Coeliac disease is not a food allergy or intolerance. It is an autoimmune condition which occurs in people who become sensitive to the protein gluten.
Gluten is a protein found in wheat, rye and barley. Eating foods containing gluten such as bread, pasta and breakfast cereals has a life-long damaging effect on the bowel and includes symptoms such as constipation, diarrhoea, sickness (vomiting), stomach cramps, tiredness, weight loss and anaemia.
Coeliac disease was once considered a rare condition of childhood. However, doctors are now diagnosing more people later in life. Research shows that the disease may affect as many as 1 person in every 100, with the majority of those un-diagnosed.
1 in 10 relatives of a person diagnosed with coeliac disease may also be affected, so family screening is recommended.
Dermatitis Herpetiformis (DH) is a skin condition linked to coeliac disease. A red raised rash, often with blisters, most commonly seen on the elbows, knees and buttocks.
The treatment for both coeliac disease and DH is to follow a strict gluten free diet.
If you are experiencing any of the symptoms of coeliac disease or DH, do not make any changes to your diet until you have spoken with your doctor or healthcare professional so they can make sure you get a proper diagnosis.
What is gluten?
Gluten is a protein found in these common grains - wheat, rye and barley.
What causes coeliac disease?
Coeliac disease is caused by the immune system reacting to the protein gluten.
Eating foods that contain gluten affects the body’s ability to absorb the important nutrients from food.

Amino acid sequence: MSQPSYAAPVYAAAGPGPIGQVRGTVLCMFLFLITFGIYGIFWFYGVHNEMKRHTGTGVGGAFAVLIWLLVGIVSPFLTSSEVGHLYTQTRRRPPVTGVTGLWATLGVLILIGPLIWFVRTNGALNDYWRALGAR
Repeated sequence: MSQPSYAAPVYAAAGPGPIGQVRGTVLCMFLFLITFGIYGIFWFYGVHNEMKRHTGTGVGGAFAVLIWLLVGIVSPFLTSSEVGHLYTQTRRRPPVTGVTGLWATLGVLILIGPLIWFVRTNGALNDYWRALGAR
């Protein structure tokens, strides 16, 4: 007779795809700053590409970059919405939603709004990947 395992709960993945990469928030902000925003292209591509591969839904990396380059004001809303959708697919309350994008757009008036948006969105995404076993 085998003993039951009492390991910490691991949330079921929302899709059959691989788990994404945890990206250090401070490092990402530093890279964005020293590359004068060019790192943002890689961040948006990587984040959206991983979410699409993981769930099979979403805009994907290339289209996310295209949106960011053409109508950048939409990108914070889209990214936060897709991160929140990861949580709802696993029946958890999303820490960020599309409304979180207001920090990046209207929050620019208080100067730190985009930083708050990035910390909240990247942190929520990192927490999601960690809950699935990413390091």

Eating foods that contain gluten has a life-long damaging effect on the small intestine (bowel).
Who can get coeliac disease?
Coeliac disease is a common condition affecting children and adults of any age.
Does coeliac disease run in families?
Yes. Research has established that there is a genetic link to coeliac disease. One in ten relatives of a person diagnosed with coeliac disease may also be affected, so family screening is recommended.
What are the symptoms of coeliac disease?
The symptoms of coeliac disease can affect any area of the body, can vary from person to person, and may be severe or mild. This is why healthcare professionals call coeliac disease a multi-system disorder.
Common digestive symptoms
Sometimes the symptoms can be confused with irritable bowel syndrome (IBS)
Symptoms in the rest of the body
How to get diagnosed
Why it is important to get diagnosed?
Complications of coeliac disease may occur in those who have taken a long time to get diagnosed or when people continue to eat gluten (inadvertently) after diagnosis. These include osteoporosis, malnutrition, infertility, lymphoma and small bowel cancer.
Coeliac disease is also closely associated with other pre-existing medical conditions such as Type 1 diabetes and auto immune thyroid disease.
If you are concerned about any of these complications or pre-existing related conditions, please seek medical advice.
What is the treatment for coeliac disease?
The treatment for coeliac disease is a life-long gluten-free diet.